Loans and Funding

Your Guide to Factoring Agreements and Contracts

Your Guide to Factoring Agreements and Contracts

‹ Back to The Vine

Are your eyes starting to glaze over? We don’t blame you. Invoice factoring has been around for thousands of years, but it seems like the terms have only gotten more complicated.

What is a Factoring Agreement?

A factoring agreement is a financial contract that details the full costs and terms of purchasing a business’s outstanding invoices. When a business and a factoring company decide to start the invoice factoring process, they enter a factoring agreement. Generally, factoring agreements will cover the upfront costs of factoring, maintenance and termination fees, and legal consequences in the event a business is unable to pay back the purchased invoice from the factor.

Invoice factoring lets you get cash advances on unpaid invoices, making it a wise option for addressing cash flow gaps. To find the best invoice factoring company, it’s important to understand what your top cash flow concerns are.

Prioritizing your cash flow concerns will help weed out the hundreds of factoring companies to choose from. Asking yourself how much you’ll need, the type of service you want, and how often you plan on drawing should serve as a guide when looking for an invoice factoring company and understanding a factoring agreement.

Fees, Fees, and more Fees

Once you’ve identified how much your business is willing to allocate for factoring, start reading the fine print. Most business owners are primarily concerned with two issues: how much money will they receive upfront, and how much will they need to pay for the advance. Fees impact both of these, so here’s a rule of thumb: Pay attention to any fees beyond the weekly or monthly factoring fee. These are the top fees to pay attention to:

Origination/Draw fee: This is a flat percentage that the factor will take upfront on the facility amount. For example, if you have a $1MM facility with a 1% origination fee, $10,000 of fees will be taken out of initial funding. Termination fee: If at any point in time you decide to cancel your agreement, you may have to pay a termination fee. Termination fees are typically a percentage of your credit line. So, if you have a $100,000 credit line and a 5% termination fee, be ready to spend $5,000 to end your agreement. Termination fees can range from 3% to a whopping 15%, so be sure to read your agreement closely.

Monthly fees: It’s easy to forget maintenance or lockbox fees. But if you factor $10,000 in one month and have $200 in unrelated monthly fees, that’s the equivalent of paying an extra 2% on your invoices for that month! Some factors may even charge fees for ongoing due diligence.

Fees are what make it hard to compare the true invoice factoring cost among companies. If you find a rate that looks too good to be true, it probably is. Prioritize factors with no hidden fees. It’s also smarter to go with factors that charge weekly instead of monthly fees.

Here’s an illustration: You have two factors. One charges 0.5% a week, while the other charges 2.5% every 30 days. They may appear to offer similar pricing. But in factoring, a monthly fee means a customer gets charged the full discount fee for a partial period. Let’s say an invoice pays in 35 days. That’s roughly five weeks. With the factor charging a weekly fee, the total fees would be 5 x 0.5%, or 2.5%. With the factor with a 2.5% monthly fee, the total fees will be rounded to 2 (months) X 2.5% = 5%.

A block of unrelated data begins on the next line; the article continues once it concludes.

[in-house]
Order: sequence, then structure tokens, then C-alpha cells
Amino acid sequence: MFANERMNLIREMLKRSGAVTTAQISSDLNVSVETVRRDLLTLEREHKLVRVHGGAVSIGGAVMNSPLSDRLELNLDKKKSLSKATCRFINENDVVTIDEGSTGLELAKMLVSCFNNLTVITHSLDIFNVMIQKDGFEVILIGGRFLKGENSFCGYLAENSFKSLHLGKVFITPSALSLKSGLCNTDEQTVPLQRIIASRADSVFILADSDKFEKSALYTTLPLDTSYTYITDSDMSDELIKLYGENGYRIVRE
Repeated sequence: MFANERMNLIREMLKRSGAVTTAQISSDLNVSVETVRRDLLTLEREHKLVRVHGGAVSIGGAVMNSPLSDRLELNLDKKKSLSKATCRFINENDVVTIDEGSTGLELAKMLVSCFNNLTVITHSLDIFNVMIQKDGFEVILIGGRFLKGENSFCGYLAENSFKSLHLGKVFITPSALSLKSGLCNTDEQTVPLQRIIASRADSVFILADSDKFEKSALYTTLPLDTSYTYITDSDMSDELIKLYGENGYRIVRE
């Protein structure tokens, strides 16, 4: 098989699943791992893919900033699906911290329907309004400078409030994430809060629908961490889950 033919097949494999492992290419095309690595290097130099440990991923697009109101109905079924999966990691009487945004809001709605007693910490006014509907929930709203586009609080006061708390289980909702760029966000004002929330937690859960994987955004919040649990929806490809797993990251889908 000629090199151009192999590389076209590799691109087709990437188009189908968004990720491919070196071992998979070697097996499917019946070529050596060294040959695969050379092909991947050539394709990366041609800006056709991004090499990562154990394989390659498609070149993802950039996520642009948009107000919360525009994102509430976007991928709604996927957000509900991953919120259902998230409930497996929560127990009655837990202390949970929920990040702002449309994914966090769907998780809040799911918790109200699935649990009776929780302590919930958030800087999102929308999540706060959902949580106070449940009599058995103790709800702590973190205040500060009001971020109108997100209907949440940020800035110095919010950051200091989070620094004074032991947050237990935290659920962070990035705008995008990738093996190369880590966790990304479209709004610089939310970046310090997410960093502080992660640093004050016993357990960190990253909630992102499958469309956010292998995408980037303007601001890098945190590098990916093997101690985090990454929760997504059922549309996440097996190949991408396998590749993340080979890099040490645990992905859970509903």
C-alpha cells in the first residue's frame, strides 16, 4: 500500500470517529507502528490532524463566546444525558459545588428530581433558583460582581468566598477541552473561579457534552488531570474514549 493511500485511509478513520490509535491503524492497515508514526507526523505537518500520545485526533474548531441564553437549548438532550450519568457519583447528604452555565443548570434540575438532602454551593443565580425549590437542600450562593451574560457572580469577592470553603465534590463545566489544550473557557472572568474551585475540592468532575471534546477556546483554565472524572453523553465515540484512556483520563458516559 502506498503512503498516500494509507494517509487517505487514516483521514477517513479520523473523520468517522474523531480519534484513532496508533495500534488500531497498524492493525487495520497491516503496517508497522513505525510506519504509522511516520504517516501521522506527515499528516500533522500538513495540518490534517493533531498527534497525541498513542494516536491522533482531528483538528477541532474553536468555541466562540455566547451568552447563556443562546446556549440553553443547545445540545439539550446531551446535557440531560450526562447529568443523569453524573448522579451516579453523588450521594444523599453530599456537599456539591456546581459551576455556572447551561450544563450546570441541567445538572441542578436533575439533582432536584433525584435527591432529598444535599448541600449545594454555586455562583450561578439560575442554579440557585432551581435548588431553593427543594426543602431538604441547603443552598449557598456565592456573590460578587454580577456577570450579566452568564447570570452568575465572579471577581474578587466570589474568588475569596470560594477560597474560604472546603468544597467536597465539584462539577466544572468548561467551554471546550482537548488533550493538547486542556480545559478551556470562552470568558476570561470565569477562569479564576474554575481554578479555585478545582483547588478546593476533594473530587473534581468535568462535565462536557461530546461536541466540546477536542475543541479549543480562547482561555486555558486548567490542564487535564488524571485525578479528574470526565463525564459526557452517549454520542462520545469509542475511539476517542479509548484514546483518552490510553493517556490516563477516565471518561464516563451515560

If you want to go deeper, read our breakdown of a real agreement from a traditional invoice factor.

Decoding Your Factoring Agreement Terms

Decoding legal agreements are never fun, but we’ve selected and translated the most important terms to help you understand your factoring agreement and what it may cost you:

Customer Limit: The limit on how much funding can be tied to any individual customer. For example, you may have a $100,000 credit line, but if you have a customer limit of $50,000 then you can’t use your entire credit line on invoices from a single customer.

Factoring Commissions: The fees you pay the invoice factor.

Minimum Annual/Sales Commission: The minimum amount you must pay the invoice factor over a term, usually per year. Watch out for this clause for it means that you may end up owing the invoice factor money even if you don’t use their services.

Reserves: Money held in escrow by the invoice factor. If a factoring company is holding money in reserve, your funds will be stuck with the invoice factor instead of your customers. This completely defeats the purpose of advancing invoices.

If you don’t clearly understand how everything works, that may be a sign that the invoice factor is hiding something in the legal language. If so, it might be time to look elsewhere to factor your invoices.

Want clear terms? Do your due diligence.

Modern, cloud-based lenders strive to make factoring as streamlined and transparent as possible, but it’s easy to fall prey to lenders who hide their fees and terms in their agreements. You can never do enough due diligence when looking for the right factoring company because it will save your business thousands of dollars down the line.

Bluevine offers speed, simplicity, and transparency in our factoring services. We have no hidden fees, termination fees, or other long-term lock-ins fees. You won’t have to worry about complicated legal language or commit your business for multiple years at a time. Simply factor the invoices you want, on your terms.

This article was first published on April 11, 2016. It was updated on Feb. 8, 2018.

More from the Bluevine Business Blog

Invoice Factoring Companies Shopping Guide

Business Line of Credit: A Bluevine Guide for Entrepreneurs

Invoice Factoring Basics: How To Pick a Factoring Company